Some 75,000 rock fans spent the weekend at the corporate-sponsored V Festival partying to the sound of hard-living bands such as Happy Mondays, Iggy Pop and Babyshambles. Meanwhile, somewhere in a Welsh valley, earnest men with ginger beards were listening to the sotto voce anecdotes of Vashti Bunyan, the folk singer.

Bunyan made a hippyesque album 35 years ago before retreating from music to live in the wilds of the Scottish Highlands. She recalled how she spent years on the road – sometimes in horse and cart – looking for that special dream place. Did she ever find it, asked the interviewer. Yes, she sighed. The audience held its breath. “Somewhere just north of Glasgow,” was the somewhat bathetic answer. Bunyan, who made a comeback in 2005 – helped, perhaps, by the use of “Just Another Diamond Day” in an advertisement – was one of the star turns at this year’s Green Man Festival, an event self-consciously forged as the antithesis of V-style mega-gatherings.

On Saturday night her gentle renditions of timeless acoustic songs caught the imagination of the crowd. The setting helped: a verdant park, dotted with ancient oaks, with the cloud-clad peak of Sugar Loaf Mountain behind. Green Man is one of a string of smaller festivals growing fast amid an explosion in the popularity of live music in the UK; its peers include End of the Road, Latitude, Big Chill and Bestival. Some complained that, with 10,000 people in attendance, the event was now too big. It began four years ago with just 345 people. Yet Green Man has retained an intimate, family-friendly charm, with a set list ranging from Misty’s Big Adventure and The Yellow Moon Band to the (perhaps) better-known Stephen Malkmus and Devendra Banhart.

The most recognisable name was arguably Robert Plant, still sporting a leonine mane and a range of grandiose rock postures trademarked in the days when Led Zeppelin had the world at their feet. The veteran rocker delivered plenty of less-than-familiar solo material, some with a world-music tinge, but also threw in a few Led Zep classics to appease non-fanatics: “Black Dog”, “Whole Lotta Love” and “Babe I’m Gonna Leave You”.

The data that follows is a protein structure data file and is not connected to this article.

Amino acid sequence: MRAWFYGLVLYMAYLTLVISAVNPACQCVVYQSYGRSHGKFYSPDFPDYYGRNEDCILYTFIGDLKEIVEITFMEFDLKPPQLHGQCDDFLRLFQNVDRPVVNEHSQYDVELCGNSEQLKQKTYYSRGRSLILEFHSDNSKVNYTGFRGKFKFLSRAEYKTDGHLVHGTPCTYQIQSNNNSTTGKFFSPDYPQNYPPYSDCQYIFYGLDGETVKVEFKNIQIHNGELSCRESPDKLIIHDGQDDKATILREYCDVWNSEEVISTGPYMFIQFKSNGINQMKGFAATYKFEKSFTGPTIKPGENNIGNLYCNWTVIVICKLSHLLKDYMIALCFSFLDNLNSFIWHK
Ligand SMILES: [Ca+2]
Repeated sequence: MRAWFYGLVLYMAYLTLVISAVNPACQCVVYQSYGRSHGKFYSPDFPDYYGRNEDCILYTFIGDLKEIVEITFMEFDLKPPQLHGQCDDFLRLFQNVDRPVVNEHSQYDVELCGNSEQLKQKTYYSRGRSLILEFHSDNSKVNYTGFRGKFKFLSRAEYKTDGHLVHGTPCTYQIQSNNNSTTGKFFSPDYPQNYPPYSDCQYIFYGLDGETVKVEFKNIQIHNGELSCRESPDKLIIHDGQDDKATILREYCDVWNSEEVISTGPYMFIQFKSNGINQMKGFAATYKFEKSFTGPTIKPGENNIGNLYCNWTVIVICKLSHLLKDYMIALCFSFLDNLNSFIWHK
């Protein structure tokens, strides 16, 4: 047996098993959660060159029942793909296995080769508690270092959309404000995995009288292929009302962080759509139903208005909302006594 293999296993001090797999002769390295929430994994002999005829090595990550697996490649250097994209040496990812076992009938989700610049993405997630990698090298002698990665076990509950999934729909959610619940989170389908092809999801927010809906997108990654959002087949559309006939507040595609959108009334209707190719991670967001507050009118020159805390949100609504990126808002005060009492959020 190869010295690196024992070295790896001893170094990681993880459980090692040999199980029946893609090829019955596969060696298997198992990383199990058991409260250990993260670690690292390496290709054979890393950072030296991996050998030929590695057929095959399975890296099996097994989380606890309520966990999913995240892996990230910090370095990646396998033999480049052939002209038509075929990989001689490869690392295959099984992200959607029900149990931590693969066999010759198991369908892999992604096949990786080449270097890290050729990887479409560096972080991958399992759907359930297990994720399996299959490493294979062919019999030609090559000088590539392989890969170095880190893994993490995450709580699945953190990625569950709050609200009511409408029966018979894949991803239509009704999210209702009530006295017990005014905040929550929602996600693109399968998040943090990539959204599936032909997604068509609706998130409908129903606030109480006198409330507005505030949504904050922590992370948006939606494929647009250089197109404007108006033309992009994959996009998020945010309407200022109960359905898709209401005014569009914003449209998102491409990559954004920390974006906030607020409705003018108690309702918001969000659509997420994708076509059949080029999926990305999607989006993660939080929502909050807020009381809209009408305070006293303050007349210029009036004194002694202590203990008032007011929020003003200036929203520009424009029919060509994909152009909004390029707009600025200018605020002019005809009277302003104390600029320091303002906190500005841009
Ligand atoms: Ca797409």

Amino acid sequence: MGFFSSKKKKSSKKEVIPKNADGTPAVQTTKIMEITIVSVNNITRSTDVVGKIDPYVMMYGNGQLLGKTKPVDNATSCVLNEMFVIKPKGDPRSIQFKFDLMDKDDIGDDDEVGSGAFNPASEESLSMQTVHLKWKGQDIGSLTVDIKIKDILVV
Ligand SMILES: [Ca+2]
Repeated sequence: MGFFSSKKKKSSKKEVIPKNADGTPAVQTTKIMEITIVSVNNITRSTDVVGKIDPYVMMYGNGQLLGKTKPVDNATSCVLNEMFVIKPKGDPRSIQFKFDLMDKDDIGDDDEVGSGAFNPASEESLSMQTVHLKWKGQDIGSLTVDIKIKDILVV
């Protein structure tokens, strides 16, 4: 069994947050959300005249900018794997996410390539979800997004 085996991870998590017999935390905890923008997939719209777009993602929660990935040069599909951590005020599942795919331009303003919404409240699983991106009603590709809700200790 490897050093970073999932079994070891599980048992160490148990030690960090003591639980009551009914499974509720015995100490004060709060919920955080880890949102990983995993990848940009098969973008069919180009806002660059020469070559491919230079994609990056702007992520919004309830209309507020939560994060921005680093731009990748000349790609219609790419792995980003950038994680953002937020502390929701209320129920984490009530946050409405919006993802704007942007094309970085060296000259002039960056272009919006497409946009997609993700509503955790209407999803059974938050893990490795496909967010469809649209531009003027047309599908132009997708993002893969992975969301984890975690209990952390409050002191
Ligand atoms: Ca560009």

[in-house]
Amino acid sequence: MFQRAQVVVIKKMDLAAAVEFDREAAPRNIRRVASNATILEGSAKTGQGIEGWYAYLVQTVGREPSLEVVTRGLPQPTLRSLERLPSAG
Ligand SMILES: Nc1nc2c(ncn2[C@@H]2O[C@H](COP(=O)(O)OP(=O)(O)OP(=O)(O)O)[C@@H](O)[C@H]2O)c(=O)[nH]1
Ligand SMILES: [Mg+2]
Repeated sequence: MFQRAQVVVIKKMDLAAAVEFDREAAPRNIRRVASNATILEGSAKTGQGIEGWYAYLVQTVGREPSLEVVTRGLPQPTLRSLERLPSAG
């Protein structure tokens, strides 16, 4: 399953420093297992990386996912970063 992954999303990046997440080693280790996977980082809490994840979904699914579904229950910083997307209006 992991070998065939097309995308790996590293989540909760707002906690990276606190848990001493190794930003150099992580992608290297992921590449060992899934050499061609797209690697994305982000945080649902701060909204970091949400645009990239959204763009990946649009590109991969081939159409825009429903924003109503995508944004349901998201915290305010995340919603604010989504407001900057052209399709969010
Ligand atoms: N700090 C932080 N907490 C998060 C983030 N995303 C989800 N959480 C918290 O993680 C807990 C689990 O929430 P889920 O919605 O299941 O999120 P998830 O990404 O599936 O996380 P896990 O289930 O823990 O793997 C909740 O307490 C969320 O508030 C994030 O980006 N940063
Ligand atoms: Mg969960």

Plant’s songs have always had a strong mystical undercurrent, making them appropriate for Green Man’s countercultural pretensions. The same could be said of Joanna Newsome, the petite singer-cum-harp-player from California, who combined leaping arpeggios with off-beam lyrics delivered in a swooping, sometimes squeaky voice reminiscent of Kate Bush or Björk. Some regard Newsome as insufferably twee. But in this setting, with drizzle falling among the dark trees, the effect of her music was hypnotic, even enchanting.

Green Man’s prevailing style is folk music, but this encompasses a wide range – from the high-tempo psychedelia of The Aliens, fronted by former Beta Band member Gordon Anderson, to Seasick Steve, a bluesman who stole the show.

Seasick, clad in dungarees and cap and sitting on a wooden chair, played gritty, pared-down blues. With his rambling anecdotes – delivered in a deep-fried southern drawl – his grizzled singing voice and frenetic fretwork, he went down a storm. Stylistically, this was old-fashioned blues in the vein of Leadbelly or John Lee Hooker. The grey-bearded former hobo showed off his three-string red guitar, home-made percussion (“the Mississippi drum machine”) and other guitars, all of which cost little more than $100.

“It’s a pretty simple deal up here,” he deadpanned. The music sounded as old as the surrounding hills but marked the arrival of something rather special.

Get alerts on Western Europe when a new story is published

Copyright The Financial Times Limited 2020. All rights reserved.
Reuse this content (opens in new window)

Comments have not been enabled for this article.

Follow the topics in this article